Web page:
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Horseshoe Crab

 
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Olympusman



Joined: 15 Jan 2012
Posts: 3669

PostPosted: Fri Dec 22, 2017 12:10 pm    Post subject: Horseshoe Crab Reply with quote

Horseshoe Crab, one of the dinosaurs among us.
Captured on a Visioneer OneTouch 8820 flatbed scanner.



Scanography is an interesting discipline. Flatbed scanners have remarkable depth of field and the lighting is pretty much axial lighting. All you need to do is to construct boxes to put above your specimens so you can scan with the lid open.

Mike
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Michael Reese Much FRMS EMS Bethlehem, Pennsylvania, USA
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mygale



Joined: 02 Aug 2016
Posts: 55
Location: Germany NRW

PostPosted: Sat Jan 20, 2018 2:01 am    Post subject: Reply with quote

Oh thats really nice!
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Sumguy01



Joined: 28 Jan 2013
Posts: 1085
Location: Ketchikan Alaska USA

PostPosted: Sat Jan 20, 2018 9:22 am    Post subject: Reply with quote

Very Happy Very nice.
Thanks for sharing.
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rjlittlefield
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Joined: 01 Aug 2006
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Location: Richland, Washington State, USA

PostPosted: Sat Jan 20, 2018 11:53 am    Post subject: Re: Horseshoe Crab Reply with quote

Very nice image of an interesting subject!

Olympusman wrote:
Flatbed scanners have remarkable depth of field

I am curious about this comment. The DOF of a scanner should be just the same as for a camera system whose lens is stopped to the same subject-side f# as whatever is in the scanner. Have you run some comparison that says otherwise?

--Rik
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Pau
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Joined: 20 Jan 2010
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Location: Valencia, Spain

PostPosted: Sat Jan 20, 2018 12:43 pm    Post subject: Reply with quote

There are different kind of flatbed scanners (I read it years ago and I can't remember the technologies names) but I've experienced it:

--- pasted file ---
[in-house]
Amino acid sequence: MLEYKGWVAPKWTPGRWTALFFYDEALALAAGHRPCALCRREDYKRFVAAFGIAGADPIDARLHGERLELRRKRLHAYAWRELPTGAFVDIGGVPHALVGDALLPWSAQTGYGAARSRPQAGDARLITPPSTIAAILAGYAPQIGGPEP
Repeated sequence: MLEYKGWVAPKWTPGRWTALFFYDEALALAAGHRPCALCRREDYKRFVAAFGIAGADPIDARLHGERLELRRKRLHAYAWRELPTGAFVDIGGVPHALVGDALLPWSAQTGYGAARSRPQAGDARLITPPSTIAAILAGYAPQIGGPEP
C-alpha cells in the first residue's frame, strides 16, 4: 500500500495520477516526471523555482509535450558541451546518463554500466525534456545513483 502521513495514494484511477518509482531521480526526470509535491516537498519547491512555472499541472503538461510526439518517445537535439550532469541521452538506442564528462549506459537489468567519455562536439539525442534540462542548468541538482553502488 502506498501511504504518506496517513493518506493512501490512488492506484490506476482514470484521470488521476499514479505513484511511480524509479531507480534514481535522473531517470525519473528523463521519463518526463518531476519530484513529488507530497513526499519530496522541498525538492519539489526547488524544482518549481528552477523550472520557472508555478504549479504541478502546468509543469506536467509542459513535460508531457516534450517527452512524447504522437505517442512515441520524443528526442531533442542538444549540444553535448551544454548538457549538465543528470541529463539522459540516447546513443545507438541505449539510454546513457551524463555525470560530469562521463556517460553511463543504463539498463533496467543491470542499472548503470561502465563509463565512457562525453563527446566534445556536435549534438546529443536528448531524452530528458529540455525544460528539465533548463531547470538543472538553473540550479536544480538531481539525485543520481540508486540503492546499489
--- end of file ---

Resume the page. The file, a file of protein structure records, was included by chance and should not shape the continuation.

My previous scanner was an Acer (SCSI ...) that did very well scanning leafs and even rocks with some relief, but my current Canon (printer combo) despite having much higher resolution is a true disaster if anything is not in contact with the glass: not only lack of DOF (this can be expected) but lots of artifacts
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Pau
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rjlittlefield
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Location: Richland, Washington State, USA

PostPosted: Sat Jan 20, 2018 2:19 pm    Post subject: Reply with quote

Pau wrote:
despite having much higher resolution is a true disaster if anything is not in contact with the glass

That's exactly what I would expect. It's the usual tradeoff, with high resolution requiring a wide aperture which gives small DOF, versus low resolution which permits a narrow aperture giving large DOF.

Checking specs, I see that the Visioneer OneTouch 8820 that Mike used for this image is on the low end of resolution by current standards. The published specs are nominal 1200 x 2400 dpi, but reviews from 2002 suggest the actual resolution is a lot less. The low resolution means that it can use a small effective aperture, which a designer would probably choose because it would reduce costs and give the greater DOF.

Also relevant is that flatbed scanners are typically used to scan relatively large subjects, corresponding to low magnification with a camera system.

I don't know how big this particular specimen is, but if it's say 9 inches total length, then that would be around magnification 0.1X on APS-C, and f/16 at 0.1X has diffraction limited DOF around 68 mm, over 2.5 inches. It would be interesting to know how the DOF on Mike's scanner compares to that.

BTW, I think it really doesn't matter whether the scanner uses a single lens or an array of lenses over a scanning sense head. Either way, it's the angle of the light cone for each pixel that determines DOF and max possible resolution.

--Rik
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